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Large colonial organisms with coordinated growth in oxygenated environments 2.1 Gyr ago


The evidence for macroscopic life during the Palaeoproterozoic era (2.5–1.6 Gyr ago) is controversial1,2,3,4,5. Except for the nearly 2-Gyr–old coil-shaped fossil Grypania spiralis6,7, which may have been eukaryotic, evidence for morphological and taxonomic biodiversification of macroorganisms only occurs towards the beginning of the Mesoproterozoic era (1.6–1.0 Gyr)8. Here we report the discovery of centimetre-sized structures from the 2.1-Gyr-old black shales of the Palaeoproterozoic Francevillian B Formation in Gabon, which we interpret as highly organized and spatially discrete populations of colonial organisms. The structures are up to 12 cm in size and have characteristic shapes, with a simple but distinct ground pattern of flexible sheets and, usually, a permeating radial fabric. Geochemical analyses suggest that the sediments were deposited under an oxygenated water column. Carbon and sulphur isotopic data indicate that the structures were distinct biogenic objects, fossilized by pyritization early in the formation of the rock. The growth patterns deduced from the fossil morphologies suggest that the organisms showed cell-to-cell signalling and coordinated responses, as is commonly associated with multicellular organization9. The Gabon fossils, occurring after the 2.45–2.32-Gyr increase in atmospheric oxygen concentration10, may be seen as ancient representatives of multicellular life, which expanded so rapidly 1.5 Gyr later, in the Cambrian explosion.

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Figure 1: Simplified geological map of Gabon.
Figure 2: Examples of black shale bedding surfaces.
Figure 3: In situ macrofossil specimen from the FB2 Formation.
Figure 4: Micro-CT-based reconstructions and virtual sections of four specimens from the FB2 macrofossil record of Gabon.
Figure 5: Section through specimen G-FB2-f-mst4.3.

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We thank the Ministry of Mines, Oil, Energy and Hydraulic Resources and the General Direction of Mines and Geology of Gabon for collaboration and assistance, and the French Embassy at Libreville and the French Ministry for Foreign Affairs for support. We thank F. Mayaga-Mikolo, D. Beaufort, B. Cost, D. Thieblemont, F. Pambo and H. Sigmund for discussions. For assistance in Gabon and France, we acknowledge S. Accolas, T. Bonifait, B. Braconnier, N. Dauger, F. Duru, D. Fabry, F. Haessler, M. Jouve, G. Letort, D. Paquet, J.-C. Parneix, D. Proust, M. Stampanoni and X. Valentin. We also acknowledge the Institut Français du Pétrole, the Swiss Light Source (TOMCAT beamline) at the Paul Scherrer Institute, and the Centre de Microtomographie at the University of Poitiers (CdMT). Nordsim is operated under an agreement of the Joint Committee of the Nordic Research Councils for Natural Sciences (NOS-N), with further funding from the Knut and Alice Wallenberg Foundation; this is Nordsim contribution 256. Research was supported by the French CNRS-INSU, the Bureau de Recherches Géologiques et Minières (BRGM), the Danish National Research Foundation and the Swedish Research Council.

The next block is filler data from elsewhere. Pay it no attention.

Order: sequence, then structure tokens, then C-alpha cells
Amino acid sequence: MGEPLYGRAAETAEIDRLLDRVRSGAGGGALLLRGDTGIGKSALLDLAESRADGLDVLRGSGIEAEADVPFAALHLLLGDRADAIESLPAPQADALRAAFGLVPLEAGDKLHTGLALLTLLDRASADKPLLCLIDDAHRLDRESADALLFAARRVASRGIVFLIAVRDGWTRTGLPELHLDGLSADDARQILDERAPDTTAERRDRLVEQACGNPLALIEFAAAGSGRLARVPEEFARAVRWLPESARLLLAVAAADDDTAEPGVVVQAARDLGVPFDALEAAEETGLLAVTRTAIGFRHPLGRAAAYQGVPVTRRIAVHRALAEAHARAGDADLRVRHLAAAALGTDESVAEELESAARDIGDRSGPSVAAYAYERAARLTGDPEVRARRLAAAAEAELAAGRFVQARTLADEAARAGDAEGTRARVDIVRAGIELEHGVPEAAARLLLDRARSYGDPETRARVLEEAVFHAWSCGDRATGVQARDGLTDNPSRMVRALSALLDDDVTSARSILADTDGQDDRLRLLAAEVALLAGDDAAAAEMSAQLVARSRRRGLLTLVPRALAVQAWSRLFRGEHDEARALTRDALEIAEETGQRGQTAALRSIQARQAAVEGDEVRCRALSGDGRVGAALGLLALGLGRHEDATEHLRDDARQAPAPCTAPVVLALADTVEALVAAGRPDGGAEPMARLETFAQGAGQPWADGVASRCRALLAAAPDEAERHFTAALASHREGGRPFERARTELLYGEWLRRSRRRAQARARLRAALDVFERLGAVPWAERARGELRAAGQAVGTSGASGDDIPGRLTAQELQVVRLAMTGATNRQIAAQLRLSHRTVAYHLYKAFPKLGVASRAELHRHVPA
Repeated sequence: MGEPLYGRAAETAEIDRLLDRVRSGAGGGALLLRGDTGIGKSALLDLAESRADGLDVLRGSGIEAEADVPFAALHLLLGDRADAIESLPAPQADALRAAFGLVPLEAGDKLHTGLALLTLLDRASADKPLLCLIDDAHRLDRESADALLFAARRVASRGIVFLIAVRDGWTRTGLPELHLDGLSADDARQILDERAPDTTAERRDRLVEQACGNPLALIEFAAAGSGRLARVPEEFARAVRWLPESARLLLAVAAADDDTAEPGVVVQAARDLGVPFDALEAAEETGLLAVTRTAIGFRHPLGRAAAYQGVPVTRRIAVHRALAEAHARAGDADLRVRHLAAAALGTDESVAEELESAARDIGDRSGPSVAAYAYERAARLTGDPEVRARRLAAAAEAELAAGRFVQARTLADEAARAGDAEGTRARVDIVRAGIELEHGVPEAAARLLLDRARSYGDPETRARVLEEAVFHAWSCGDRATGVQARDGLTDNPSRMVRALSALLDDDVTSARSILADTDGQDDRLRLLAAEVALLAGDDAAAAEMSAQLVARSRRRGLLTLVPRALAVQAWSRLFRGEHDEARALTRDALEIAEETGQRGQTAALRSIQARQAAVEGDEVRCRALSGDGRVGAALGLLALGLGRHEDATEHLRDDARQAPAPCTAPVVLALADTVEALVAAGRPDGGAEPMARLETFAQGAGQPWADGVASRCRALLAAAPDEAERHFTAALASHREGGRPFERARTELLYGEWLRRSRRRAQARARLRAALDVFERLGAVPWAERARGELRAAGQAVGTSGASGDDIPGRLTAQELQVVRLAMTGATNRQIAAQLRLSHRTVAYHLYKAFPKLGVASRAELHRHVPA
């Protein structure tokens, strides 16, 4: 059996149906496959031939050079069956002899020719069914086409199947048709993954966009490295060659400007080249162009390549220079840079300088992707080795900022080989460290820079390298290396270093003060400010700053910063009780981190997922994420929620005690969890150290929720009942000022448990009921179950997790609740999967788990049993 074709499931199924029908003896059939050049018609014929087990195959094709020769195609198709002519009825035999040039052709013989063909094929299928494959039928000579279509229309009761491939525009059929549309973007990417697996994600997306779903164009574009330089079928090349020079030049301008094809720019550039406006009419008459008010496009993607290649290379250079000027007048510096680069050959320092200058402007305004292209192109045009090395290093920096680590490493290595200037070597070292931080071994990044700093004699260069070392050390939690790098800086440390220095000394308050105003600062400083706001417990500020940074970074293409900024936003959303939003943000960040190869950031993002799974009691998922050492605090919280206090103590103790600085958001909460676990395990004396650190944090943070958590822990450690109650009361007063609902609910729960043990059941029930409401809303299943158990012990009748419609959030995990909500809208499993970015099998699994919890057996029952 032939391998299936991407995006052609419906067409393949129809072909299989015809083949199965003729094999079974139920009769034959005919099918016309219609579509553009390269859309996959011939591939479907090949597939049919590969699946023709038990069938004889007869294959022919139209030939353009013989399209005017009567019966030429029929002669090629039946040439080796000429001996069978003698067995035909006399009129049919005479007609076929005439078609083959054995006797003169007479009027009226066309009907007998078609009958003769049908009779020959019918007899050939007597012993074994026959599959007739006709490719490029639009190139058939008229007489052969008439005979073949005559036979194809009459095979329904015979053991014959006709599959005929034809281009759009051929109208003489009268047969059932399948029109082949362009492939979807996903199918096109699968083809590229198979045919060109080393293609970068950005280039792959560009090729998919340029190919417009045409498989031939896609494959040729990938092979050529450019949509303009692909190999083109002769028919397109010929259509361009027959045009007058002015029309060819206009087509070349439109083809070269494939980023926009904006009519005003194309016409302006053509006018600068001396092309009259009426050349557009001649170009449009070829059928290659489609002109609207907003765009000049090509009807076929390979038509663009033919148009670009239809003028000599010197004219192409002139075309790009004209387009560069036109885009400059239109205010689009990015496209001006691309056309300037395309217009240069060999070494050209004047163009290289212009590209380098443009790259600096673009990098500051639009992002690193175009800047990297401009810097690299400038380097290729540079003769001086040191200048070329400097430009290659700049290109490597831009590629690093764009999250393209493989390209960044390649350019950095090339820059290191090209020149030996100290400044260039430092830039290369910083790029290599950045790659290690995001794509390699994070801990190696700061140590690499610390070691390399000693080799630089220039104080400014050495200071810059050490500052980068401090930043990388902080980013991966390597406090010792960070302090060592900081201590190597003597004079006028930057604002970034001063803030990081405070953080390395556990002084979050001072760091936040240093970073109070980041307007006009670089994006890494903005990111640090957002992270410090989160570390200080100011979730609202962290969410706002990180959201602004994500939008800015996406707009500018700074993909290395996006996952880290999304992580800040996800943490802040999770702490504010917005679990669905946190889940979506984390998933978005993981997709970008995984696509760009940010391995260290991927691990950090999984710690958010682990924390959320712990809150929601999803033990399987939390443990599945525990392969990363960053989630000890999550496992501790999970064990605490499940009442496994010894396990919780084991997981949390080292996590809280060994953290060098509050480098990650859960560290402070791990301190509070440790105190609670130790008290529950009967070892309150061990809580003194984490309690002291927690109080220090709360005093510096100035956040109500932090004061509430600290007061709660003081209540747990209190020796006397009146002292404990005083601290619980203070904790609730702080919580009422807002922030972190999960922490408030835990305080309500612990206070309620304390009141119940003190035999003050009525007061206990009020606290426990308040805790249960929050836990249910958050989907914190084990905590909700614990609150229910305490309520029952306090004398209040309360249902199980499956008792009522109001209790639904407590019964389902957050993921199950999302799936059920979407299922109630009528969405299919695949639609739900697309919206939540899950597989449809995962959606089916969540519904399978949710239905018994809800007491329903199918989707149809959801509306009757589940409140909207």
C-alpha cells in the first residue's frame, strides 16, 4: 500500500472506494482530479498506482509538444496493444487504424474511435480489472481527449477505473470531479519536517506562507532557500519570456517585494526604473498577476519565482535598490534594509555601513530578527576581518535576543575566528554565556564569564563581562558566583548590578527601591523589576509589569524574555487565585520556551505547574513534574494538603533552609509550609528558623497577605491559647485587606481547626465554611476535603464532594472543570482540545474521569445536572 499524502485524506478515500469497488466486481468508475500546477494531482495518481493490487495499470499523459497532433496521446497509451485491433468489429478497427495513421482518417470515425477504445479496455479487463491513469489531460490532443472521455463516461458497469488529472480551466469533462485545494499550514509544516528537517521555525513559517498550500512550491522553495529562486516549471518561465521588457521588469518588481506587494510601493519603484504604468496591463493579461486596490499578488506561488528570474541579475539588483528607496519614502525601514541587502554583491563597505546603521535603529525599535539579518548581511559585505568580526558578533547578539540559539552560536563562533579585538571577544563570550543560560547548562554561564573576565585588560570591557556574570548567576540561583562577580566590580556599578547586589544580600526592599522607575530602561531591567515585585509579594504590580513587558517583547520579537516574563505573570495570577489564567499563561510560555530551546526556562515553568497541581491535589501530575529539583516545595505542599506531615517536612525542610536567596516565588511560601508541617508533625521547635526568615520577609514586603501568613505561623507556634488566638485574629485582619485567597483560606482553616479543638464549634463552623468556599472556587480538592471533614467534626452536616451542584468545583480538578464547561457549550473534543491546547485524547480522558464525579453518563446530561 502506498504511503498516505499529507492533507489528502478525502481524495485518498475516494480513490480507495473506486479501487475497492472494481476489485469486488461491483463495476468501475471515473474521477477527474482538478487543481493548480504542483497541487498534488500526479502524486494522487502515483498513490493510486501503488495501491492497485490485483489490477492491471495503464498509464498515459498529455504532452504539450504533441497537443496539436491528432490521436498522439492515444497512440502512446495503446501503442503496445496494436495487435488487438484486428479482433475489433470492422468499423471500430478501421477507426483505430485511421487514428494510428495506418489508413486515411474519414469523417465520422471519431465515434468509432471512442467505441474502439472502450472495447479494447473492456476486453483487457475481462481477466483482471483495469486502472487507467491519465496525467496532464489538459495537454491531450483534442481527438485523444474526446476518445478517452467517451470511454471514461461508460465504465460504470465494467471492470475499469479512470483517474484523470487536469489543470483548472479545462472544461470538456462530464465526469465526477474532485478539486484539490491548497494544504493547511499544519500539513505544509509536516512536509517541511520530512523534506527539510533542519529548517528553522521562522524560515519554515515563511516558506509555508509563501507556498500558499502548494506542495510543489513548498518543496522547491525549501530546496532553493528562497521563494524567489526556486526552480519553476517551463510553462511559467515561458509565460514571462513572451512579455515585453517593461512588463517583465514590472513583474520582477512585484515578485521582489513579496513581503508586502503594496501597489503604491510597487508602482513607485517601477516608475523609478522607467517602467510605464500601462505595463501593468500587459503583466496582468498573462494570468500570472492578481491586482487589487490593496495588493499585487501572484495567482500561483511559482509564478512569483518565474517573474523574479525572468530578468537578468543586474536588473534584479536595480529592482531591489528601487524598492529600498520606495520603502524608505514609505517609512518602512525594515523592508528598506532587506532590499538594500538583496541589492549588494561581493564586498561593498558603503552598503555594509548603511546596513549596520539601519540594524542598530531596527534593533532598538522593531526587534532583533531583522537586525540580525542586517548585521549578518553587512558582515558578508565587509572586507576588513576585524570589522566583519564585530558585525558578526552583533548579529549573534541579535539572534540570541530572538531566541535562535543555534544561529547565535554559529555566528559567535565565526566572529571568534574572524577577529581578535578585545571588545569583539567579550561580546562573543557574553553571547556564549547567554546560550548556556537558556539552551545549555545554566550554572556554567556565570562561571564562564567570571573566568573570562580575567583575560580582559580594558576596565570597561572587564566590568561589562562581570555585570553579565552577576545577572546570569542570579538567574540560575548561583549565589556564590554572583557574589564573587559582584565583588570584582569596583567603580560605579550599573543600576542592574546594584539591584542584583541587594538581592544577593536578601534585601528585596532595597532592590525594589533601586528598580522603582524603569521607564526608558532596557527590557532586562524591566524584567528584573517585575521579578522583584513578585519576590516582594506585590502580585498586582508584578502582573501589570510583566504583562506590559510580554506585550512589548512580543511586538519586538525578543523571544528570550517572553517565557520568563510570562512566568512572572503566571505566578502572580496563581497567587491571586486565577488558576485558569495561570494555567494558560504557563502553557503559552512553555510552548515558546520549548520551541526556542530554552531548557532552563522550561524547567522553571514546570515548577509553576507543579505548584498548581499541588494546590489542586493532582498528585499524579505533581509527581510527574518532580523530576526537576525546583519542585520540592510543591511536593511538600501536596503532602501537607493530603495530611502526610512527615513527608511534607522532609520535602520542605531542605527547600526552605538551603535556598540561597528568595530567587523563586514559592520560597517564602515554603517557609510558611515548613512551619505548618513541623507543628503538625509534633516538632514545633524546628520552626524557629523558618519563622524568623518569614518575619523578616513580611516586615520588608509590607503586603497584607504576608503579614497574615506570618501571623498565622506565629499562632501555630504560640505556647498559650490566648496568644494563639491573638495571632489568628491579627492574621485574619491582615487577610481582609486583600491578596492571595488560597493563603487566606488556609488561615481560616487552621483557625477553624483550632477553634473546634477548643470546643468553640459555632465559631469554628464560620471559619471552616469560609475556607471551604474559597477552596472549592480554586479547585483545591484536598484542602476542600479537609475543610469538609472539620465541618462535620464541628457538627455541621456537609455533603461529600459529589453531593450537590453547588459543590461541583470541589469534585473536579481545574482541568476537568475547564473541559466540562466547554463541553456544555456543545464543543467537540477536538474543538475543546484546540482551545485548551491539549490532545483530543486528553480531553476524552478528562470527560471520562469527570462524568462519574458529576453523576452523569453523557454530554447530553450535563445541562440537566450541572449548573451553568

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Authors and Affiliations



A.E.A. conceived and headed the project. A.E.A., S.B., D.E.C., E.H., A.B., R.M., J.-J.D., P.J. and A.Meunier designed research. A.E.A., A.Mazurier, E.H., F.O.O. and P.S. did field research. A.E.A. and F.O.O. analysed sedimentology. A.E.A., S.B., F.T.F., P.S. and D.V. analysed morphology. A.E.A., S.B., R.M. and A.Mazurier carried out microtomographic analyses. E.J. analysed palynology. A.E.A., C.F., F.O.O. and A.Meunier analysed mineralogy. S.B., D.E.C., A.B., E.H., P.B., A.-C.P.-W., A.R. and M.W. carried out isotope and geochemical analyses. F.G.-L. provided geological samples. A.E.A., S.B., D.E.C., A.B., R.M., A.Mazurier, E.H., P.B., C.F., F.T.F., F.G.-L., P.J., E.J., F.O.O., A.-C.P.-W., A.R., D.V., M.W. and A.Meunier analysed data. A.E.A., S.B., D.E.C., R.M. and E.H. wrote the main part of the manuscript. A.B., A.Mazurier, P.B., J.-J.D., C.F., F.T.F., F.G.-L., P.J., E.J., A.-C.P.-W., A.R., D.V., M.W. and A.Meunier provided critical input to the manuscript.

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Correspondence to Abderrazak El Albani.

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The authors declare no competing financial interests.

Additional information

The repository of the fossils is the Department of Geosciences, University of Poitiers, France.

Supplementary information

Supplementary Information

This file contains Supplementary Information and Data 1-6, Supplementary Figures S1-S18 with legends, Supplementary Tables S1-S5 and References. (PDF 2816 kb)

Supplementary Movie 1

This file contains an animation of G-FB2-f mst1.1 microtomographic reconstruction showing inner structures through transparency. (MPG 8301 kb)

Supplementary Movie 2

This file contains an animation of G-FB2-f mst2.1 microtomographic reconstruction showing inner structures through transparency. (MPG 12465 kb)

Supplementary Movie 3

This file contains an animation of G-FB2-f mst3.1 microtomographic reconstruction showing inner structures through transparency. (MPG 9651 kb)

Supplementary Movie 4

This file contains an animation of G-FB2-f mst4.1 microtomographic reconstruction showing inner structures through transparency. (MPG 9190 kb)

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Albani, A., Bengtson, S., Canfield, D. et al. Large colonial organisms with coordinated growth in oxygenated environments 2.1 Gyr ago. Nature 466, 100–104 (2010).

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